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Open Access research with a European policy impact...

The Strathprints institutional repository is a digital archive of University of Strathclyde's Open Access research outputs. Strathprints provides access to thousands of Open Access research papers by Strathclyde researchers, including by researchers from the European Policies Research Centre (EPRC).

EPRC is a leading institute in Europe for comparative research on public policy, with a particular focus on regional development policies. Spanning 30 European countries, EPRC research programmes have a strong emphasis on applied research and knowledge exchange, including the provision of policy advice to EU institutions and national and sub-national government authorities throughout Europe.

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Bioprocessing of bacteriophages via rapid drying onto microcrystals

Moore, Barry and Alvarez-Gonzalez, Eva and Alfadhel, Munerah and Mane, Parag and Ford, Steven J. and van der Walle, Christopher F. (2012) Bioprocessing of bacteriophages via rapid drying onto microcrystals. Biotechnology Progress, 28 (2). pp. 540-548. ISSN 8756-7938

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Abstract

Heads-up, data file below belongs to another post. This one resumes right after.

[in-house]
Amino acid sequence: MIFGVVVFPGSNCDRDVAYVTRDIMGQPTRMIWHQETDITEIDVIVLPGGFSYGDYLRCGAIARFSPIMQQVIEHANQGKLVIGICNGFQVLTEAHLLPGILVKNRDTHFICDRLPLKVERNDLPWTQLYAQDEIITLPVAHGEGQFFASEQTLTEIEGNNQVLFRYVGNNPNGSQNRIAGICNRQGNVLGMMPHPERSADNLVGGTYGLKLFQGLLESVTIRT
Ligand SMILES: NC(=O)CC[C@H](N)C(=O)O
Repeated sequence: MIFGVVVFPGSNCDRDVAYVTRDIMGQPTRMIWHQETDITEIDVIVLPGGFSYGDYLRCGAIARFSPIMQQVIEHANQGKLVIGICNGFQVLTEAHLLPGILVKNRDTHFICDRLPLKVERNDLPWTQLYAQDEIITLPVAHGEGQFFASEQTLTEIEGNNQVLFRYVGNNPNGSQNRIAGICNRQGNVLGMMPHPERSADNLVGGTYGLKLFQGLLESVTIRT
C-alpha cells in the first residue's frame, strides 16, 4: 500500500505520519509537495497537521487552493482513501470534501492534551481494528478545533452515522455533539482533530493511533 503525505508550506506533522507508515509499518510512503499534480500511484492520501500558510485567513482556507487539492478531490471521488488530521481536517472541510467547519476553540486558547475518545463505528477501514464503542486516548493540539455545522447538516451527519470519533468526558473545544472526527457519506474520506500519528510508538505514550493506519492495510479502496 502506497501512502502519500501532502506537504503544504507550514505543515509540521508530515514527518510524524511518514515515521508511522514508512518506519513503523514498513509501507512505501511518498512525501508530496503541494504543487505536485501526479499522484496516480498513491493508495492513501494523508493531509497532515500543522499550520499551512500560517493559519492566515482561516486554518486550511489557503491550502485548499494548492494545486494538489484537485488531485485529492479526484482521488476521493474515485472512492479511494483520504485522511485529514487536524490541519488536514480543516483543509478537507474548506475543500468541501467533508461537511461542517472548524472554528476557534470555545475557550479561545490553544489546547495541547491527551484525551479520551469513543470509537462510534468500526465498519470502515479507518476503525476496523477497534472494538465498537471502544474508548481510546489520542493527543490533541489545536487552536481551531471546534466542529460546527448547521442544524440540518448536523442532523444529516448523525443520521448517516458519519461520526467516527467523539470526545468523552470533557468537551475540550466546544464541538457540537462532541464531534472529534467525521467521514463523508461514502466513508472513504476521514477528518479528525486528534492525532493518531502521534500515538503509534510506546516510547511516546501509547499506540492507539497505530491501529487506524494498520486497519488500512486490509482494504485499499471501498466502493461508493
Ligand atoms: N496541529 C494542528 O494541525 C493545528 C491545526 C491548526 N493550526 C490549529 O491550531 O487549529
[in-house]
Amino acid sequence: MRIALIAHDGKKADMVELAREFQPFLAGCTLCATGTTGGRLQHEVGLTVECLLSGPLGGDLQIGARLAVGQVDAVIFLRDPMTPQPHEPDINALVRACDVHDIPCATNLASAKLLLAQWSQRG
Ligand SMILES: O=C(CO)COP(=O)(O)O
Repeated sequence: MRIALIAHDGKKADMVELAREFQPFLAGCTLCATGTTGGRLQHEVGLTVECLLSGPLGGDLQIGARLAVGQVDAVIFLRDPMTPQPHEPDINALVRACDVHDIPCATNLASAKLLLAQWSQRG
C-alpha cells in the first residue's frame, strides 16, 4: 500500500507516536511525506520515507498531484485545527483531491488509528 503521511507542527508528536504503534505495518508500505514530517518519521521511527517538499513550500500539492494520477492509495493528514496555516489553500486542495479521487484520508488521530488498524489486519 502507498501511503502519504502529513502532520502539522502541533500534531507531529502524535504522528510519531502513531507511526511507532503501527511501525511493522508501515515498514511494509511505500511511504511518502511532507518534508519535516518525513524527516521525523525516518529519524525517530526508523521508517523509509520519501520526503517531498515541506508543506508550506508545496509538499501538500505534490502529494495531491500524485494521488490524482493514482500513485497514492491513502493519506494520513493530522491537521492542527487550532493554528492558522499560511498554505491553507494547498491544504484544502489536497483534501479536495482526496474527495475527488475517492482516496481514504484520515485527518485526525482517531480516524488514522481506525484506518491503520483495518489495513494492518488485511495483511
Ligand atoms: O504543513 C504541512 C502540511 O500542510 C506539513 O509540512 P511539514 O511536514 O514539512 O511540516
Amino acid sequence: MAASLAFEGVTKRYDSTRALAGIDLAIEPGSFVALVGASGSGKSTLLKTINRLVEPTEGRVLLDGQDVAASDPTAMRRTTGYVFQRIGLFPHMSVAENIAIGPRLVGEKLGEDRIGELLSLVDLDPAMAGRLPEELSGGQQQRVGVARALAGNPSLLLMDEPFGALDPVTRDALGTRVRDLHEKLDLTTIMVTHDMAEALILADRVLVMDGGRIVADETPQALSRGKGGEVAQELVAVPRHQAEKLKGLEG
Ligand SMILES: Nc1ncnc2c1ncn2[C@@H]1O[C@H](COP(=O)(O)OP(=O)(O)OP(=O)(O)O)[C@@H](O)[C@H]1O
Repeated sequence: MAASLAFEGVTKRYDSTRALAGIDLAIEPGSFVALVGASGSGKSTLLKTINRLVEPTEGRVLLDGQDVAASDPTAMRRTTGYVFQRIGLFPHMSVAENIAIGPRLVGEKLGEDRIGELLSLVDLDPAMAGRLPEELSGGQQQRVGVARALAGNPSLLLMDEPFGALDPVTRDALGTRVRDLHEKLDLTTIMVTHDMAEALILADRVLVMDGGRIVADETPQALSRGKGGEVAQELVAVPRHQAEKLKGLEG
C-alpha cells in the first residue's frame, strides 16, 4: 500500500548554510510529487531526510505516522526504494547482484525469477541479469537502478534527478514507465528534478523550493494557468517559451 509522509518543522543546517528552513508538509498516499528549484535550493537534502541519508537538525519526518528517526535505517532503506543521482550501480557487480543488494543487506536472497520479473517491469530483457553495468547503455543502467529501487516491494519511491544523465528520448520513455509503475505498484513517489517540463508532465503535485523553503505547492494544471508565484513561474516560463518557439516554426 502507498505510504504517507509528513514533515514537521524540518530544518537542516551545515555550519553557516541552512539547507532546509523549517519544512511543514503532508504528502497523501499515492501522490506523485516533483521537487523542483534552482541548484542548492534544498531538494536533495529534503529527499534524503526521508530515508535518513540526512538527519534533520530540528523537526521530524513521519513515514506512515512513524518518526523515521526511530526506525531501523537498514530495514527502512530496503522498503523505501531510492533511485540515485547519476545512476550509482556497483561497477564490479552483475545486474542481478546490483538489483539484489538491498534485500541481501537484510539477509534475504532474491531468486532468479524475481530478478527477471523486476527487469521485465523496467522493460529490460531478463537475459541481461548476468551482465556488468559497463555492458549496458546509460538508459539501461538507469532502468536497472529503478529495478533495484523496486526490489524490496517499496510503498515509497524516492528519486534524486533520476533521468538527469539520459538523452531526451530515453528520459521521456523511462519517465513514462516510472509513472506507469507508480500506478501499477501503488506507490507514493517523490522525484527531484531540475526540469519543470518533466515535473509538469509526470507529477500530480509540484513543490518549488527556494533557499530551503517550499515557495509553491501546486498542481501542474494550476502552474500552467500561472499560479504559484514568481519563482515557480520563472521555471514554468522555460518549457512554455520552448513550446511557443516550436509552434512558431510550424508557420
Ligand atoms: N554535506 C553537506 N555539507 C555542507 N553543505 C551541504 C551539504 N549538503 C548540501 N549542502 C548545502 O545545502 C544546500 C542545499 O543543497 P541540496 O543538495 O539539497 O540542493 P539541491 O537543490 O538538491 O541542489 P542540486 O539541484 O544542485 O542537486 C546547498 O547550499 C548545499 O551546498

We present an alternative bioprocess for bacteriophages involving room temperature coprecipitation of an aqueous mixture of phage (Siphoviridae) and a crystallizable carrier (glutamine or glycine) in excess of water miscible organic solvent (isopropanol or isobutanol). The resultant suspension of phage-coated microcrystals can be harvested by filtration and the residual solvent removed rapidly by air-drying at a relative humidity of 75%. Albumin or trehalose added at 5% w/w of the crystalline carrier provide for better stabilization of the phage during co-precipitation. Free-flowing dry powders generated from an aqueous solution of phage (similar to 13 log10 pfu/mL) can be reconstituted in the same aqueous volume to a phage titer of almost 10 log10 pfu/mL; high enough to permit subsequent formulation steps following bioprocessing. The phage-coated microcrystals remain partially stable at room temperature for at least one month, which compares favorably with phage immobilized into polyester microcarriers or lyophilized with excipient (15% polyethylene glycol 6000 or 0.10.5 M sucrose). We anticipate that this bioprocessing technique will have application to other phage families as required for the development of phage therapies. (c) 2011 American Institute of Chemical Engineers Biotechnol. Prog., 2012